Do you find yourself perplexed about when to use "whom" vs. "who"?
Are you more concerned about the fate of "whom" than the Mayweather-McGregor smackdown scheduled for August 26?
Do you own a tee-shirt like the one shown above?
If you've answered yes to any of these questions, please read on. Otherwise, there's plenty of other megafights you can read about.
"The Bell Tolls for 'Whom'"
The Wall Street Journal recently posted an article about the waning usage of the word "whom." It detailed the backlash from grammarians including British scriptwriter James T. Harding, who founded the Whom Appreciation Society — a Facebook group of 80 members (soon to be 81, as soon as I publish this post). After joining the Facebook group, I plan to work on my pithy headline-writing skills. I'll never be able to compete with the Wall Street Journal's "The Bell Tolls for 'Whom.'" I'll spend the rest of my life striving for that standard of wit.
I try hard not to be a grammar snob. I've made my fair share of grammatical mistakes. And I understand that certain concessions have to be made for readability, hence the recent adoption of the singular "they." Yet with "whom," still accepted by AP, the Chicago Manual of Style and other major style guides, I join those who believe there is reason to keep it separate from its counterpart.
One of my favorite books on grammar and style, Sleeping Dogs Don't Lay, describes "who and whom" as "among the most nettlesome pronouns, so much so that many would be happy to have whom excised from our language."
On this point I disagree with the book, but I do agree with a later assessment, that people who are trying hard to sound refined often use "whom" incorrectly. It is acceptable to use "who" incorrectly, but unacceptable to use "whom" where "who" would suffice. Apparently it's socially acceptable to be incorrect, but unacceptable to appear pretentious. At the risk of sounding pretentious, I'll move on ...
Who vs. Whom
As with most things in life, I like to use the simplest method to get at the correct answer. In the case of who/whom (and several other grammatical quandaries), I use the substitution method. Here's how it works:
- Start with a troublesome sentence: Choose the guy who/m ate the pie.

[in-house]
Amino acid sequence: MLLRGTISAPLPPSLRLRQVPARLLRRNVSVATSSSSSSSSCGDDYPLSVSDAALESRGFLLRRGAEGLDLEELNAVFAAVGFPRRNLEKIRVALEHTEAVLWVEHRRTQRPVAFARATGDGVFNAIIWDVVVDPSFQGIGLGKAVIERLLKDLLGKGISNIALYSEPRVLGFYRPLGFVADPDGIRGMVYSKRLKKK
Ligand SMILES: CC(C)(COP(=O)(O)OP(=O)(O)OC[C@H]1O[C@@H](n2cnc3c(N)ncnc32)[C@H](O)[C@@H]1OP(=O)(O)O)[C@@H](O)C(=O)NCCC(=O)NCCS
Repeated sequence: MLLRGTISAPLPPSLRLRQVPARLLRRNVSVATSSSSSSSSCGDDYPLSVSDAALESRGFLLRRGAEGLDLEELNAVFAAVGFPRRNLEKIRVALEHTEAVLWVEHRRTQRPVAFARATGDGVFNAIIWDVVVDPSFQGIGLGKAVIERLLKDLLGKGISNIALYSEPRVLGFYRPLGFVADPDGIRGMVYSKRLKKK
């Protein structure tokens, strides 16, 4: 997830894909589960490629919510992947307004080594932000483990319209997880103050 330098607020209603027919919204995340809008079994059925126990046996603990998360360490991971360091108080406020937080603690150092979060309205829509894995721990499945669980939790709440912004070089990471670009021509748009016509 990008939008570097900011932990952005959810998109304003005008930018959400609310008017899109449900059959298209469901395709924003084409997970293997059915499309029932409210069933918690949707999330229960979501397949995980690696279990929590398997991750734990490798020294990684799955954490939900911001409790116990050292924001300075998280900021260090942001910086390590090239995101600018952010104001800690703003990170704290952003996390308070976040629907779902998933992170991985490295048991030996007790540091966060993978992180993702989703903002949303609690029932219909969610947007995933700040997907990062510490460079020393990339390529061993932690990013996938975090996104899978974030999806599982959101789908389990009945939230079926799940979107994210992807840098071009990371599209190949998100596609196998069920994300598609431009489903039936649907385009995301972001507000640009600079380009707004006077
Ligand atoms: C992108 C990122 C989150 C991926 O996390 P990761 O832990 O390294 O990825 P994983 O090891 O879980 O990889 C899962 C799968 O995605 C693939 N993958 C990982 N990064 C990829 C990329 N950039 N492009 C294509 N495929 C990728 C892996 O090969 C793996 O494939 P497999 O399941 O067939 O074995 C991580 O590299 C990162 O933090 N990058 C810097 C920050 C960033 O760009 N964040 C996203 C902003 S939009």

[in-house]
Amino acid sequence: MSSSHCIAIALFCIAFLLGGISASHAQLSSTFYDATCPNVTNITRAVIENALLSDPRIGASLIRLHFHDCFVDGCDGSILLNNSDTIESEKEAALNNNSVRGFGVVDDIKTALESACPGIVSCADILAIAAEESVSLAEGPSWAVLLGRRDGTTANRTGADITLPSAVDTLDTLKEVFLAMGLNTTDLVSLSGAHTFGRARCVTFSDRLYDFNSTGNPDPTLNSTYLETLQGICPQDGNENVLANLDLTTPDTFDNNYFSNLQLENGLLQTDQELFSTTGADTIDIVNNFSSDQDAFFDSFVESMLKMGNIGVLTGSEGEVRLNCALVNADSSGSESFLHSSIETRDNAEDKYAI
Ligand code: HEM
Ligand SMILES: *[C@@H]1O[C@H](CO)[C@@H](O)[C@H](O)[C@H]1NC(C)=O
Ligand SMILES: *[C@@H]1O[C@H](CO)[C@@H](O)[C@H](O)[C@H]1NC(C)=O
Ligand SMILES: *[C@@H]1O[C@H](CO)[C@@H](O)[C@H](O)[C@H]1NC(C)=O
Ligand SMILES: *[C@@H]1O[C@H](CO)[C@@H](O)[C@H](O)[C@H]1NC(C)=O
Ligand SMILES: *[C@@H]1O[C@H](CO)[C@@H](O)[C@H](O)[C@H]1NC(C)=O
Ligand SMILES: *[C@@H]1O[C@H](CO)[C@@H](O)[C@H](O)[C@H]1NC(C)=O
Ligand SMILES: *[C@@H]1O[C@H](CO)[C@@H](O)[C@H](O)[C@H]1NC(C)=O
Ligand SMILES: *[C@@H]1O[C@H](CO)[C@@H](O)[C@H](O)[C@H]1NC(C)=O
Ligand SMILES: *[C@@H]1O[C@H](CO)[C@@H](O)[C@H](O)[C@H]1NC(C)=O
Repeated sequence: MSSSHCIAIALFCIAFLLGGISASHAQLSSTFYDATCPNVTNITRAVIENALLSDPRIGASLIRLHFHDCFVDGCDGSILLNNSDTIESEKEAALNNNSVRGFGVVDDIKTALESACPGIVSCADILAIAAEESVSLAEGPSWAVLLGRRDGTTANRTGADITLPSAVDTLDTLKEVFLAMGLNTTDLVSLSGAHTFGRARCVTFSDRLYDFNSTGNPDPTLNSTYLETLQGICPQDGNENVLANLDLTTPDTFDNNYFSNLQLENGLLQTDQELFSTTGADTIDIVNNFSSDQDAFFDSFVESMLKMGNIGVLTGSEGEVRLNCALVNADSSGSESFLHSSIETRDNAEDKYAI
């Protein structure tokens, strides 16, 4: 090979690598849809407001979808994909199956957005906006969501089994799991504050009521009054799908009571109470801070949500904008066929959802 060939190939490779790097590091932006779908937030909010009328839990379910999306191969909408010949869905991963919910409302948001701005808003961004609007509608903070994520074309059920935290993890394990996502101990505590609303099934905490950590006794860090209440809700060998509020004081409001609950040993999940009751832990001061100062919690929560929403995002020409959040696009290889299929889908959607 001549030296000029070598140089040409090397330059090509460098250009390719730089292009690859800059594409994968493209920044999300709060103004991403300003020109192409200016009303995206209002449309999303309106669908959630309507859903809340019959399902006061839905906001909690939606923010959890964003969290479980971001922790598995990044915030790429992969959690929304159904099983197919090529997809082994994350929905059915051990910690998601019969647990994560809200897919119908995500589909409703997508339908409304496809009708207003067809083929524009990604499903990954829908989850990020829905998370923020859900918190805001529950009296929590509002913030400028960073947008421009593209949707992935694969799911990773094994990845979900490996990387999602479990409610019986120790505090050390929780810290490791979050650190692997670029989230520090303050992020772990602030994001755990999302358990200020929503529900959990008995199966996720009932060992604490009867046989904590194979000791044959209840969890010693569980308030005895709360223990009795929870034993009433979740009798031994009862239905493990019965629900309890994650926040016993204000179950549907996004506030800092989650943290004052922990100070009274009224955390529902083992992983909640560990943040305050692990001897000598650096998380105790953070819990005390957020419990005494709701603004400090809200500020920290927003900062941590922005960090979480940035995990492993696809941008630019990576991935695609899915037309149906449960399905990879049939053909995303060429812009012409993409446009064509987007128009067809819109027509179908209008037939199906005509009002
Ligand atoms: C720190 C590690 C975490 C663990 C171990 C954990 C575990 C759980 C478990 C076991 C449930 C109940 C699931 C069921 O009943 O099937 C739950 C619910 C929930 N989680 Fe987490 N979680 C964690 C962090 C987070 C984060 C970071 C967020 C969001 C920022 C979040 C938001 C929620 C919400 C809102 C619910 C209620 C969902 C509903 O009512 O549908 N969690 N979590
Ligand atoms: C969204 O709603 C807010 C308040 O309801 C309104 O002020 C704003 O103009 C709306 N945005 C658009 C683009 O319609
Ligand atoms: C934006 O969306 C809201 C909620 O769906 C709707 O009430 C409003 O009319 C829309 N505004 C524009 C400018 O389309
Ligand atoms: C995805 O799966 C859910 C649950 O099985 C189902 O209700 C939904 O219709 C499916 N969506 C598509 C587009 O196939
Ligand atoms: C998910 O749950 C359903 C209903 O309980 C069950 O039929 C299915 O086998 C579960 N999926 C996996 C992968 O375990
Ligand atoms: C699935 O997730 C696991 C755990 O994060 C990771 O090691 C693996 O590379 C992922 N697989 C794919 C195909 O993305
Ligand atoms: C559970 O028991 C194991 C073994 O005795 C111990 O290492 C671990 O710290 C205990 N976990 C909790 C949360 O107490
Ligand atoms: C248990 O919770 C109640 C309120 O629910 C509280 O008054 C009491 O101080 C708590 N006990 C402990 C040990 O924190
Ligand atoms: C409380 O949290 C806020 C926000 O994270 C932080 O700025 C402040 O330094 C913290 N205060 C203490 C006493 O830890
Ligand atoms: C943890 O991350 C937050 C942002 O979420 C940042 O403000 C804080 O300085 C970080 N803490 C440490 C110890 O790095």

- Invert the sentence into a question: Who/m ate the pie?
- Answer the question: He ate the pie.
- "Who" goes with "he" or "she"; "whom" goes with "him" or "her". So because you chose "he" in the sentence above, go with "who": Choose the guy who ate the pie.
Let's try another one; this time, we'll skip #1 and jump right into a question.
- Invert the sentence into a question: Who/m will you pester?
- Answer the question: I will pester her.
- "Who" goes with "he" or "she"; "whom" goes with "him" or "her". So because you chose "her" in the sentence above, go with "whom": Whom will you pester?
Grammar Girl makes it even simpler in her explanation, which is why I love her:
If you want to get technical about it (which I rarely do), you are to use "whom" when referring to the object (direct or indirect) of a sentence, and "who" when referring to the subject. OK it's not actually that technical, but not everyone remembers their sentence diagramming days of middle school with great fondness. So I prefer the substitution method.
Who cares? To whom does this subject relate?
Maybe only grammar snobs. After all, I don't think you make the case for the life-saving or money-saving quality of "whom" the same way you can for the serial comma. But I do think that there is something to be said for speaking and writing clearly, and upholding the rules of the English language as best we can until they are made obsolete.
Without prompting, I never correct anyone on their usage of any word because I'm a) just as guilty much of the time, and b) don't want to lose friends. But in a formal editing capacity, or when informally asked about the proper usage of a word, I like to have an answer. I will continue to edit "who" to "whom" when necessary, unless a client specifies me to do otherwise. In such cases, I choose to abide by the policy of Eataly, a delicious Italian eatery that I truly hope is coming to DC soon. On the wall as you enter Eataly, a sign outlines "Our Policy" as:
- The customer is not always right.
- Eataly is not always right.
- Through our differences, we create harmony.
I'm not in the business of cured meats and home-spun pasta (unfortunately), but I am in the business of words and clarity. As long as I'm getting paid to sharpen sentences, hone headlines and tailor tweets, I'll do it with the only integrity I know: grammatical correctness. That's just who I am.